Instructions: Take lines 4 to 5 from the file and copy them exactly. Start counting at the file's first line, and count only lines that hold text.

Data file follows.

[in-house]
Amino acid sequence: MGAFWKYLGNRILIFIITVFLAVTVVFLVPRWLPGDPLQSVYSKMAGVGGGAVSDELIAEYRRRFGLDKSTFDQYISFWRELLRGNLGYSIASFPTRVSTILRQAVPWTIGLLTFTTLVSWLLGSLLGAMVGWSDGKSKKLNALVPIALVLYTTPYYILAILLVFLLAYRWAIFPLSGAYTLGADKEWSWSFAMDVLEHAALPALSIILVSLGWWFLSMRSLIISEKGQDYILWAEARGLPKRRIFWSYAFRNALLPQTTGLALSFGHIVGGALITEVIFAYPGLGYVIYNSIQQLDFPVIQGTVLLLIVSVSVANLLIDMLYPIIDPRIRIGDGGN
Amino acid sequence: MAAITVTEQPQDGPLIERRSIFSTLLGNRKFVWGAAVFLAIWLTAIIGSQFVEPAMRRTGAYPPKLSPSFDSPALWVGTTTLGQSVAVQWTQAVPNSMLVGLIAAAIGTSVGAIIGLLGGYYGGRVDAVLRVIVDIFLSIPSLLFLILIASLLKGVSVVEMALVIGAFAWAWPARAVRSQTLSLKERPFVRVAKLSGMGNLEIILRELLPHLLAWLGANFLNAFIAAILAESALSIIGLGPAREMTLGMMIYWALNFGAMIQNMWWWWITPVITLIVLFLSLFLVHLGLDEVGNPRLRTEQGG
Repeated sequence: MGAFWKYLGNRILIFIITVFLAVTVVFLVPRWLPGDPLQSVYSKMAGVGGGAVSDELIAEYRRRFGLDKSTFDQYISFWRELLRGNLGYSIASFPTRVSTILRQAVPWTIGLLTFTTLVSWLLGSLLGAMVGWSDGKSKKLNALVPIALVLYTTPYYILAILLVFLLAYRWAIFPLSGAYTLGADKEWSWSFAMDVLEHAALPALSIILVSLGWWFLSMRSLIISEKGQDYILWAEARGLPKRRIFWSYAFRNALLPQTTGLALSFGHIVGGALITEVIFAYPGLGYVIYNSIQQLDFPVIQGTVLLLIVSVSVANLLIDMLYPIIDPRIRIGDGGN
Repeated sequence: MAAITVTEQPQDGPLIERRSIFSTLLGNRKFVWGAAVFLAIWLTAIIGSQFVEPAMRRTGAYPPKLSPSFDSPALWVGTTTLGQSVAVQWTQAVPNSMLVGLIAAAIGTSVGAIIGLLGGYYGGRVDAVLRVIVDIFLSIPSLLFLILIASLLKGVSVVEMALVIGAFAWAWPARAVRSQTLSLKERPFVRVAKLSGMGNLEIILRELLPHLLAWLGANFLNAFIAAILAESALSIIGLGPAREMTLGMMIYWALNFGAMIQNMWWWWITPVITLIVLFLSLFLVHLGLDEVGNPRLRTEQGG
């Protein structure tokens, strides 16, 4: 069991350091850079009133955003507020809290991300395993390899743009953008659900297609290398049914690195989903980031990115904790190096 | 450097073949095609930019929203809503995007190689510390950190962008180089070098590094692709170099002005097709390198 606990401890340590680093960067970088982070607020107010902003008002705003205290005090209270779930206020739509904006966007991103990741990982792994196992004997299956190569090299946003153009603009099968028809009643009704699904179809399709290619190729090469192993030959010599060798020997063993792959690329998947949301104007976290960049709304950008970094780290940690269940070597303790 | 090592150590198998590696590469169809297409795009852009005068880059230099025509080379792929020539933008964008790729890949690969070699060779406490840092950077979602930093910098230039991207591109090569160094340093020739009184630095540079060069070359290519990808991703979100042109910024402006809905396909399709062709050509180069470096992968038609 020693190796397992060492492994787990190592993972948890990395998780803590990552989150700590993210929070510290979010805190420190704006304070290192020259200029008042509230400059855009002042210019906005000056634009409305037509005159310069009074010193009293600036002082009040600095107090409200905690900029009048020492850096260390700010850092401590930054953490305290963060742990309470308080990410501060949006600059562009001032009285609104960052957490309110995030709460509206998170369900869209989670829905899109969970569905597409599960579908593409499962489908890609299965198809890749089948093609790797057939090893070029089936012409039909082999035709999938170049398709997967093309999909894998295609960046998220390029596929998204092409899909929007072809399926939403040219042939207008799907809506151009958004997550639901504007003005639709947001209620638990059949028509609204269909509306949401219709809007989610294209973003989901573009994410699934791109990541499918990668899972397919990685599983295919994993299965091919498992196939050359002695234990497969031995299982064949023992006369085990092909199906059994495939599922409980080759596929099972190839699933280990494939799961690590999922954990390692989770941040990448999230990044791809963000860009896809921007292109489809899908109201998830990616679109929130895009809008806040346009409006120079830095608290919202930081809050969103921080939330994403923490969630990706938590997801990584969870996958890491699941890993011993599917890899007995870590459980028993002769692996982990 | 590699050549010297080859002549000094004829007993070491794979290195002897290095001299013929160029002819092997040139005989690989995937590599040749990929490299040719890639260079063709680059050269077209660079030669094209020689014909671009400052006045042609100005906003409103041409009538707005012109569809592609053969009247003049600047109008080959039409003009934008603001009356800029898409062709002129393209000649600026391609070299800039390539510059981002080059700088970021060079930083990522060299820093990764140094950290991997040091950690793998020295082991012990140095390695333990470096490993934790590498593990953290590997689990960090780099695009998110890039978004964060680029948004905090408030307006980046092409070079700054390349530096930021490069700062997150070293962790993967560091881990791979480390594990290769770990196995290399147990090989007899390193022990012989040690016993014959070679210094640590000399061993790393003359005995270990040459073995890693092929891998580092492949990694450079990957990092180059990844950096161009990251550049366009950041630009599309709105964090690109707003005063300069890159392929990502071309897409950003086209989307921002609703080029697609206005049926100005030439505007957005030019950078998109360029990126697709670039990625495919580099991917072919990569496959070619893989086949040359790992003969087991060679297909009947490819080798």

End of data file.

Repeated sequence: MGAFWKYLGNRILIFIITVFLAVTVVFLVPRWLPGDPLQSVYSKMAGVGGGAVSDELIAEYRRRFGLDKSTFDQYISFWRELLRGNLGYSIASFPTRVSTILRQAVPWTIGLLTFTTLVSWLLGSLLGAMVGWSDGKSKKLNALVPIALVLYTTPYYILAILLVFLLAYRWAIFPLSGAYTLGADKEWSWSFAMDVLEHAALPALSIILVSLGWWFLSMRSLIISEKGQDYILWAEARGLPKRRIFWSYAFRNALLPQTTGLALSFGHIVGGALITEVIFAYPGLGYVIYNSIQQLDFPVIQGTVLLLIVSVSVANLLIDMLYPIIDPRIRIGDGGN
Repeated sequence: MAAITVTEQPQDGPLIERRSIFSTLLGNRKFVWGAAVFLAIWLTAIIGSQFVEPAMRRTGAYPPKLSPSFDSPALWVGTTTLGQSVAVQWTQAVPNSMLVGLIAAAIGTSVGAIIGLLGGYYGGRVDAVLRVIVDIFLSIPSLLFLILIASLLKGVSVVEMALVIGAFAWAWPARAVRSQTLSLKERPFVRVAKLSGMGNLEIILRELLPHLLAWLGANFLNAFIAAILAESALSIIGLGPAREMTLGMMIYWALNFGAMIQNMWWWWITPVITLIVLFLSLFLVHLGLDEVGNPRLRTEQGG